Posted on Thursday, January 14th, 2016 by Peter Sciretta
J.J. Abrams and Disney (smartly) pitched Star Wars: The Force Awakens as a throwback to the original trilogy (the movies that most fans of the franchise loved) and a lot of the behind-the-scenes footage focused on the return to practical effects. But anyone who has seen the movie knows The Force Awakens also has its share of CG visual effects. And this morning, Force Awakens was nominated for Best Visual Effects for this year’s Academy Awards.
What might surprise you is that The Force Awakens actually has more visual effects shots than Star Wars: the Phantom Menace. Not only that, while The Phantom Menace had more miniature work than all of the original trilogy films combined, The Force Awakens features not one miniature. But unlike Phantom Menace, a lot of the CG work is invisible. Learn more after the jump.
The fact of the matter is: bad CG in movies is bad not because its the effects were created using computers, but because the effects just weren’t executed well. You shouldn’t notice great visual effects, be it practical effects or CG. A lot of the computer generated and modified work in The Force Awakens goes by completely unnoticed. For example, did you know there is a scene in The Force Awakens that has Kylo Ren with a completely computer generated helmet? You probably had no idea. I know which scene it is and I still can’t tell the helmet was added in post.
When the film does it best, Force Awakens employs a blend of practical effects augmented, extended or replaced by CG vfx. Earlier this week, I got the chance to talk with some of the people behind the visual and practical effects of The Force Awakens to gain some insight into the process. Read my conversation with Patrick Tubach, ILM Visual Effects Supervisor, and Roger Guyett, Visual Effects Supervisor and Second Unit Director.
Peter: So Supreme Leader Snoke… He’s this huge holographic projection.
Peter: So on his side of it, is he looking at a six inch holographic projection of Kylo Ren and…
Roger: (Laughs.) Ah, that’s a good question.
Peter: ‘Cause he’s looking down, right?
Patrick: That’s too yeah.
Peter: Okay, now seriously, J.J. Abrams sold this movie as kind of being like a return to practical effects and, I mean, I know that that is an aspect of it, but it seems like there’s a lot of visual effects.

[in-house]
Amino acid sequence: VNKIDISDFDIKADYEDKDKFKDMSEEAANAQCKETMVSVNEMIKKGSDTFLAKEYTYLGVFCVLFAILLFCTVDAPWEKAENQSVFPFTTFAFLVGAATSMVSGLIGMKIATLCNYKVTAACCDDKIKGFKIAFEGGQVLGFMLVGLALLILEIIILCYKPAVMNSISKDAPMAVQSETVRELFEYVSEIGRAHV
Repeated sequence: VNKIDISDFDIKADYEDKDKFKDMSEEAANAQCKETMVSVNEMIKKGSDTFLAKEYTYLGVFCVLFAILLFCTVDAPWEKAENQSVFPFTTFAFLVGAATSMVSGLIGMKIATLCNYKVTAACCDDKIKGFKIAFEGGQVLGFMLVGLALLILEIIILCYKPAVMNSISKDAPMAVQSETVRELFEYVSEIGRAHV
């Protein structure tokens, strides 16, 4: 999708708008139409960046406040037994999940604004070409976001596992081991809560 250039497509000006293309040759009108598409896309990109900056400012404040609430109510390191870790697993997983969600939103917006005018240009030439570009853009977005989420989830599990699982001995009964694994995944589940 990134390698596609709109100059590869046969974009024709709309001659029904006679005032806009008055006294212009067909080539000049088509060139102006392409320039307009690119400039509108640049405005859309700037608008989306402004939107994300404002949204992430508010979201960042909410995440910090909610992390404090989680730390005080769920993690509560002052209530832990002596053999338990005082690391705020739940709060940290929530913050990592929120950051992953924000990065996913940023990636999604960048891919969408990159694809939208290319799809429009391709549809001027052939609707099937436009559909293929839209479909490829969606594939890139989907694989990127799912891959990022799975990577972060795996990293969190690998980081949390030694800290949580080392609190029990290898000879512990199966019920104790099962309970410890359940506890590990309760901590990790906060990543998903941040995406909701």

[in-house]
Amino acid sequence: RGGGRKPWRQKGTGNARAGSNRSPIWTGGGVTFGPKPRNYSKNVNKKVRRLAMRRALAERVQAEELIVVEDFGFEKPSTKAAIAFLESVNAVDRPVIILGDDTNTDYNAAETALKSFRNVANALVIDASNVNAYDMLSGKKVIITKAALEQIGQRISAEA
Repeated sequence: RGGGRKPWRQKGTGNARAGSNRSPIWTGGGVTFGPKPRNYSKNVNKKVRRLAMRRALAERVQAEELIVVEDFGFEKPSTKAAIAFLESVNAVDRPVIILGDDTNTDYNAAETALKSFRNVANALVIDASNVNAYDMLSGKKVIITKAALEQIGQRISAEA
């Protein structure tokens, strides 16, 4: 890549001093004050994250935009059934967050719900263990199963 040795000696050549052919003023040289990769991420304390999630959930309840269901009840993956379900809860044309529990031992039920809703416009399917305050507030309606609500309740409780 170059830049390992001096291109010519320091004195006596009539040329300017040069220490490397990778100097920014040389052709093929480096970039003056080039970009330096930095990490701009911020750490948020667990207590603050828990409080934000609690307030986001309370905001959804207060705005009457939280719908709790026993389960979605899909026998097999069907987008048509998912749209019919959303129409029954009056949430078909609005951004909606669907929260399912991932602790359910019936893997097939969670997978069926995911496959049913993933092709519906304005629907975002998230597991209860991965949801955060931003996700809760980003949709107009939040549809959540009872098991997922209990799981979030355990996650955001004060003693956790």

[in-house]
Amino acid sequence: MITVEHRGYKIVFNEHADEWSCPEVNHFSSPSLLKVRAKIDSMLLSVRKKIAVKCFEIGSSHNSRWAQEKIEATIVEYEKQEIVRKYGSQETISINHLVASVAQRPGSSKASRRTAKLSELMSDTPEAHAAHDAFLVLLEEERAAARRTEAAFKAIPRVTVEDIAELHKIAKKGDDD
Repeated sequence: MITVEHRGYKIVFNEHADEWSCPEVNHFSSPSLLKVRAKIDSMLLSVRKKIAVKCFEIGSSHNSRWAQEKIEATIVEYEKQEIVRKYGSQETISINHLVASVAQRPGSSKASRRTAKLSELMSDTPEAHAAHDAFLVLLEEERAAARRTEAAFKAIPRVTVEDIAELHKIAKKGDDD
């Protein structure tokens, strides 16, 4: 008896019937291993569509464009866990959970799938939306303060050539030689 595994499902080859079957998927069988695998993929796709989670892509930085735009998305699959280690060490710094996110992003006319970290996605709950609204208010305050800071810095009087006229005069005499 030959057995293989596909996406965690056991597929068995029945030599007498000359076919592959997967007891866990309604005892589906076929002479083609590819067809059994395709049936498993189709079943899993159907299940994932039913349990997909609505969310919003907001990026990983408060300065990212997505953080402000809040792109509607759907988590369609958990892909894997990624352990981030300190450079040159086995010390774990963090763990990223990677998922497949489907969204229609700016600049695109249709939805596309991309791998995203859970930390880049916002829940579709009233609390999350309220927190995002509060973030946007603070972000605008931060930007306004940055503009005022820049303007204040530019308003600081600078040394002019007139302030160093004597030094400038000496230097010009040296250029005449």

Roger: I noticed, yeah.
Peter: I think some people might see this marketing and think that there isn’t, because a lot of it is kind of invisible. So how many visual effects shots are in this film?
Roger: Okay, so there’s 2100 odd visual effects shots in the movie. And obviously it’s a massive undertaking. But I think what we’re trying to do is just do this kind of slight of hand where it’s, you know, how you go about doing it, you know, that’s interesting on a technical level, but the most interesting thing is that you wanna make a great movie. And for people to believe that all these things are truly happening. And the foundation of some of that clearly is if you can actually shoot some of it in camera and then build from that or maybe you shoot all of it in camera. But for sure, you know, go to these places, go to the locations and have that tangible quality of being at that place, whether it’s in the desert or the woods of Puzzlewood [PH] and all these things. But yes, part of our job is to do this massive visual effects movie but make it look as though somehow or another it wasn’t that, that wasn’t the, you know, there was some other level of reality to it all. But you were, that all of these events were somehow unfolding.
Patrick: And I think the dictate was you might as well try to get everything in camera if you can, because it’s only gonna help you in the end. And if in the end it’s something that isn’t successful, we can deal with those. But the fact that you —
Roger: We’re not trying to ignore modern technology.
Patrick: No, the fact that you’ve done it means that you have a ground truth that you’re all aware of from J.J. down the line. We’re all aware of what something should look like so we kind of work from there.
Peter: Yeah. You say 2100 shots… The Phantom Menace had 1900 shots. I think that would surprise people that there’s more visual effects.
Roger: And it’s like one of those things where people are going, it’s not a, you should just watch the movie and enjoy it, but it is a tremendous amount of work. It might be more work to actually make it feel like it’s less effects shots than The Phantom Menace. You know what I mean? That’s the trick. And that’s really what I was really interested about the movie was the 12 year old in me was telling me I would love to make it feel like everyone was going on this journey in the movie. And it was more real. It was more, you know, you really believed that all these things were happening. And that there was a more subjective experience to it. And that you were taking this level of reality out to places that you hadn’t experienced in Star Wars movies before. And not just that notion, but also we don’t want to make a retro movie. We wanna make something with its own kind of forward kind of perspective to it. And at the same time, you know, you want the movie, you know, of course you want the movie to be exciting and have its own level of innovation.
After the jump, continue reading my conversation behind the VFX supervisors on The Force Awakens and learn exactly what effects you believed were practical but were actually CG.